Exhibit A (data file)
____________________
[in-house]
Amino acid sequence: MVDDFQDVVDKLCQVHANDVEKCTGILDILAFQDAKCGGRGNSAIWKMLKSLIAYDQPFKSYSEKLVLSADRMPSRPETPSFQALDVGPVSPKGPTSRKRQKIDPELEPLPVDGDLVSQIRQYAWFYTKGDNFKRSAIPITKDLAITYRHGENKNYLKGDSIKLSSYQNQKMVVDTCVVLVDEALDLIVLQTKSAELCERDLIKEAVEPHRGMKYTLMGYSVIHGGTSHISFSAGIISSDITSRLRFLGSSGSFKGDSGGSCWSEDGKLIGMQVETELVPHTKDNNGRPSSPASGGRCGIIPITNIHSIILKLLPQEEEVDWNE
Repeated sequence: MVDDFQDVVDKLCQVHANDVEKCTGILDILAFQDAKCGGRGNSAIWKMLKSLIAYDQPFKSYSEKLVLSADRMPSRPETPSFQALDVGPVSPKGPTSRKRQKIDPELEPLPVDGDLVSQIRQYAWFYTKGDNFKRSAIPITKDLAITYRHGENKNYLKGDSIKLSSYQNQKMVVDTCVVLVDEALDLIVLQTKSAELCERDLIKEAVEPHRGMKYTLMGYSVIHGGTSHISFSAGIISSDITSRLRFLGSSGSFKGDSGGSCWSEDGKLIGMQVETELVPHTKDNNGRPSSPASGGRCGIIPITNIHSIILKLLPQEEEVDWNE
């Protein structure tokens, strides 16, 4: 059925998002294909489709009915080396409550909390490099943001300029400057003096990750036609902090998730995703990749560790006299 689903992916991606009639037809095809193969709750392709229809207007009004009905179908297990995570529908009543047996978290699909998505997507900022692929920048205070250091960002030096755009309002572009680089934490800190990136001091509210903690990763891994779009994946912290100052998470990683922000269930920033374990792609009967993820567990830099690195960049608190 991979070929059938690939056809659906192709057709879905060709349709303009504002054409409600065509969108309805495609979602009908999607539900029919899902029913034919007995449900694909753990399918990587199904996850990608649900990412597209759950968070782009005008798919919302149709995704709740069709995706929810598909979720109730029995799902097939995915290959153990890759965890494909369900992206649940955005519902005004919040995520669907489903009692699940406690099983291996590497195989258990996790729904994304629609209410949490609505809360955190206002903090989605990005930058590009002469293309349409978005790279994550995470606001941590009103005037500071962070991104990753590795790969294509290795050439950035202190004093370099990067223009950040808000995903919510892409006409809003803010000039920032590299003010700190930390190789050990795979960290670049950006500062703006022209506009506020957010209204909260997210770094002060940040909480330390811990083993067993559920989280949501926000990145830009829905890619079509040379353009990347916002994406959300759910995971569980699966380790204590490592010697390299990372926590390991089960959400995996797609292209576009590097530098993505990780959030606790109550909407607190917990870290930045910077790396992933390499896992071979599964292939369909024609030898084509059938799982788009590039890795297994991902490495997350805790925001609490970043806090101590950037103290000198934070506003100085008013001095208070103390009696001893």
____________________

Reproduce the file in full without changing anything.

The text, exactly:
[in-house]
Amino acid sequence: MVDDFQDVVDKLCQVHANDVEKCTGILDILAFQDAKCGGRGNSAIWKMLKSLIAYDQPFKSYSEKLVLSADRMPSRPETPSFQALDVGPVSPKGPTSRKRQKIDPELEPLPVDGDLVSQIRQYAWFYTKGDNFKRSAIPITKDLAITYRHGENKNYLKGDSIKLSSYQNQKMVVDTCVVLVDEALDLIVLQTKSAELCERDLIKEAVEPHRGMKYTLMGYSVIHGGTSHISFSAGIISSDITSRLRFLGSSGSFKGDSGGSCWSEDGKLIGMQVETELVPHTKDNNGRPSSPASGGRCGIIPITNIHSIILKLLPQEEEVDWNE
Repeated sequence: MVDDFQDVVDKLCQVHANDVEKCTGILDILAFQDAKCGGRGNSAIWKMLKSLIAYDQPFKSYSEKLVLSADRMPSRPETPSFQALDVGPVSPKGPTSRKRQKIDPELEPLPVDGDLVSQIRQYAWFYTKGDNFKRSAIPITKDLAITYRHGENKNYLKGDSIKLSSYQNQKMVVDTCVVLVDEALDLIVLQTKSAELCERDLIKEAVEPHRGMKYTLMGYSVIHGGTSHISFSAGIISSDITSRLRFLGSSGSFKGDSGGSCWSEDGKLIGMQVETELVPHTKDNNGRPSSPASGGRCGIIPITNIHSIILKLLPQEEEVDWNE
């Protein structure tokens, strides 16, 4: 059925998002294909489709009915080396409550909390490099943001300029400057003096990750036609902090998730995703990749560790006299 689903992916991606009639037809095809193969709750392709229809207007009004009905179908297990995570529908009543047996978290699909998505997507900022692929920048205070250091960002030096755009309002572009680089934490800190990136001091509210903690990763891994779009994946912290100052998470990683922000269930920033374990792609009967993820567990830099690195960049608190 991979070929059938690939056809659906192709057709879905060709349709303009504002054409409600065509969108309805495609979602009908999607539900029919899902029913034919007995449900694909753990399918990587199904996850990608649900990412597209759950968070782009005008798919919302149709995704709740069709995706929810598909979720109730029995799902097939995915290959153990890759965890494909369900992206649940955005519902005004919040995520669907489903009692699940406690099983291996590497195989258990996790729904994304629609209410949490609505809360955190206002903090989605990005930058590009002469293309349409978005790279994550995470606001941590009103005037500071962070991104990753590795790969294509290795050439950035202190004093370099990067223009950040808000995903919510892409006409809003803010000039920032590299003010700190930390190789050990795979960290670049950006500062703006022209506009506020957010209204909260997210770094002060940040909480330390811990083993067993559920989280949501926000990145830009829905890619079509040379353009990347916002994406959300759910995971569980699966380790204590490592010697390299990372926590390991089960959400995996797609292209576009590097530098993505990780959030606790109550909407607190917990870290930045910077790396992933390499896992071979599964292939369909024609030898084509059938799982788009590039890795297994991902490495997350805790925001609490970043806090101590950037103290000198934070506003100085008013001095208070103390009696001893």